Good night, sleep tight, and don’t let the bed bugs bite!

It’s a aphorism I tell my son before shutting off the lights at bedtime.  My parents said it to me, their parents said it to them, and so on.  We all know the saying, but unlike the boogie-man, goblins, or ghosts, bed bugs (Cimex lectularius) are a real “monster” that could be lurking in your bed and home. What is scary about bed bugs is that anyone can get an infestation (it doesn’t matter if your clean or dirty) and they are almost impossible to get rid of.  Luckily for us there is a new pheromone identified from the bugs frass (insect poop) and cuticle (wax on the insects body) that can be used to monitor and control bed bug outbreaks. We no longer have to worry about the bed bugs bitting and can finally “sleep well”.

Bed bugs have been feeding on humans for 10,000  years!  In fact, Archeologists found 3,550 year old fossilized bed bugs in human dwellings in Egypt (Panagiotakopulu & Buckland 1999).  Bed bugs really began to spread and thrive in America alongside the arrival of the railroad and increased travel. People began moving and distributing the little nightmares from inns and hotels to their homes. However, over the last few decades, bed bugs have been in quiet descent (perhaps due to the use of DDT and other insecticides)… until recently.  Now there are increased reports of bed bug infestations all over North America (in high rise apartments, homes, schools, hospitals, clothing stores, public transit, etc).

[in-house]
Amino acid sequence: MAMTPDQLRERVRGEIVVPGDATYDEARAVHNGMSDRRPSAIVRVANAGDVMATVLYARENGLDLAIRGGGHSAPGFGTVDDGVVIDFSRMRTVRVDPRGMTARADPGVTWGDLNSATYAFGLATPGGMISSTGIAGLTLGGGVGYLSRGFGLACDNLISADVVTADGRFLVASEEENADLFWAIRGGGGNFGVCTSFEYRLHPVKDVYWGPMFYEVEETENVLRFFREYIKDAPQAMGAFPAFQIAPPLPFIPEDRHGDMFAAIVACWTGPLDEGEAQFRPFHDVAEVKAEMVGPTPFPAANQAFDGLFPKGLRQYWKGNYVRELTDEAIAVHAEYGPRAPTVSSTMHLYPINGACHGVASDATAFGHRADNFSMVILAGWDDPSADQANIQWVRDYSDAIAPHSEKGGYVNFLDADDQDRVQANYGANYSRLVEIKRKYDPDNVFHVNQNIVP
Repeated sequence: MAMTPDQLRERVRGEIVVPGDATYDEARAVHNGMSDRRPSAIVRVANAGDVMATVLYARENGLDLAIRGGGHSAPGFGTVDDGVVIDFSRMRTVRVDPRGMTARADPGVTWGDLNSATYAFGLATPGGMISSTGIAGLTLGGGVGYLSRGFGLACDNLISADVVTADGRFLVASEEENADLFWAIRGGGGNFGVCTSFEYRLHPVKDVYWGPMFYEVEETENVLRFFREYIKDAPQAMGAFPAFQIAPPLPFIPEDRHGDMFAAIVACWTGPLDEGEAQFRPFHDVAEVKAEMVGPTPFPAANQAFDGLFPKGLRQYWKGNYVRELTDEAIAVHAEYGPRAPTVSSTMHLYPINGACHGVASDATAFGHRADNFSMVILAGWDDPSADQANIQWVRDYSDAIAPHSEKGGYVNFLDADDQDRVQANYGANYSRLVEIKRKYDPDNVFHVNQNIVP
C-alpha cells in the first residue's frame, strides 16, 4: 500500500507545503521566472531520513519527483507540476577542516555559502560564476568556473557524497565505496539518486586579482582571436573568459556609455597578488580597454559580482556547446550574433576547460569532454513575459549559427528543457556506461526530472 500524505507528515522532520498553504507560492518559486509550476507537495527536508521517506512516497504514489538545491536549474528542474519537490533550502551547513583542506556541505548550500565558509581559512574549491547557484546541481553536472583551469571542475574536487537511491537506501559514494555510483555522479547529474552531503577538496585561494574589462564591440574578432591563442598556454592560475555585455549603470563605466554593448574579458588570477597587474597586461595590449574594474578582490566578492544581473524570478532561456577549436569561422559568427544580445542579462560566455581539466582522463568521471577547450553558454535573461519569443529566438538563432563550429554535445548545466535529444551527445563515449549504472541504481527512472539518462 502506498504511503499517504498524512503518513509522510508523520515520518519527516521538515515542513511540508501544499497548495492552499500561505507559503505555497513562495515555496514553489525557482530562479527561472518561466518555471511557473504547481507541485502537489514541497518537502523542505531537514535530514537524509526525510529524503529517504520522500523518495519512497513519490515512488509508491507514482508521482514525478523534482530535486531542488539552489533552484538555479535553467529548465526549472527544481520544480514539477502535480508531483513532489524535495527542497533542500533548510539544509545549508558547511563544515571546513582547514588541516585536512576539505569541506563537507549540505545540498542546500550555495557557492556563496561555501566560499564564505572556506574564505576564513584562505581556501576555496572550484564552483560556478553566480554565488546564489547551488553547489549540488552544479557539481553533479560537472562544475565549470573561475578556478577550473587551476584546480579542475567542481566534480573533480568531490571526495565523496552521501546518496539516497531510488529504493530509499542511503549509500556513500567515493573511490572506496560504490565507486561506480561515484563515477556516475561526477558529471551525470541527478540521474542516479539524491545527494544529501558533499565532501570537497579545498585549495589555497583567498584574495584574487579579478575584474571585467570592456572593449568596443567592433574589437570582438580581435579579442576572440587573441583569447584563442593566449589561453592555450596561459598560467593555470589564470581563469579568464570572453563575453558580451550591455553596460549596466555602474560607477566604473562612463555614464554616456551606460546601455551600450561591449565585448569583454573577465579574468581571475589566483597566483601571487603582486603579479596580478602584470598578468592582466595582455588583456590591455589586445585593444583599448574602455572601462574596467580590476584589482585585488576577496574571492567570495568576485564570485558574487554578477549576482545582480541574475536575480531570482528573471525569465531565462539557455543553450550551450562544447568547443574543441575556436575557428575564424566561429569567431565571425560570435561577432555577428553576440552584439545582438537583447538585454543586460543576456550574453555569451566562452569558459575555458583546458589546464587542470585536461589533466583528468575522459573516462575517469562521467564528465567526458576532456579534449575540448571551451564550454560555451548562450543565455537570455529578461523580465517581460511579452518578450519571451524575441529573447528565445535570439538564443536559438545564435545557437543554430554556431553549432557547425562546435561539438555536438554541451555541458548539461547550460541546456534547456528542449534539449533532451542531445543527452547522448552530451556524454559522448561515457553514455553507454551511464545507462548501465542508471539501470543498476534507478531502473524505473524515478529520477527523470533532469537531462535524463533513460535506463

They have become a global epidemic not only because adult insects are such good travellers (Wang et al. 2010), spreading throughout public and domestic dwellings, but also because the eggs are hidden well and almost impossible to kill.  The best way to get rid of bed bugs are to throw items in the dryer at a high heat, minimum 120°F/ 48.8°C. Unfortunately, you can’t put everything in the dryer, so many people throw items out or resort to powerful insecticides.

Thanks to scientists (also my friends and colleagues!) at Simon Fraser University we can indeed sleep well at night.  They used state of the art scientific equipment to identify a natural pheromone blend that acts as a chemical hypnosis.  The pheromone blend attracts bed bugs and keeps them in one spot.  Altogether, keeping them out of your bed!

Please watch the video made by my colleague Mike Hrabar that explains and shows exactly how this aggregation pheromone works!  It’s part of the NSERC Science, Action! scholarship competition.  If you enjoyed the video, be sure to share and give him a “like”  in Youtube!

Read the full article:

Gries, R, Britton, R, Holmes, M, Zhai, HM, Draper, J, & Gries, G. 2015.  Bed bug aggregation pheromone finally identified. Angewandte Chemie- International, 54(4):1135-1138.


Cohen, J. 2010. They’re Back: A Bed Bug History.  Retrieved March 9th, 2015,

Hrabar, M. Bed bug aggregation. [Cover Photo] 2010. Vancouver, BC, Canada.

Panagiotakopulu, E. & Buckland, P.C. 1999. Cimex lectularius L., the common bed bug from Pharaonic Egypt. Antiquity 73. 

Wang, C., Saltzmann, K., Chin, E. Bennett, G.W., & Gibb, T. 2010. Characteristics of Cimex lectularius (Hemiptera: Cimicidae), Infestation and Dispersal in a High-Rise Apartment Building. Journal of Economic Entomology. 103(1): 172-177

One thought on “Good night, sleep tight, and don’t let the bed bugs bite!

  1. I went to see Washington’s home in Vermont. The guide showing us around the place said this about one of the beds. This bed was just a frame and there were pull ropes criss-crossed and no mattress. That was the actual bed. You were lucky to get a straw-stuffed mattress. “Sleep tight” meant to pull the ropes tight so they would be sturdy to sleep on. Bed bugs was common in those days, were everywhere.

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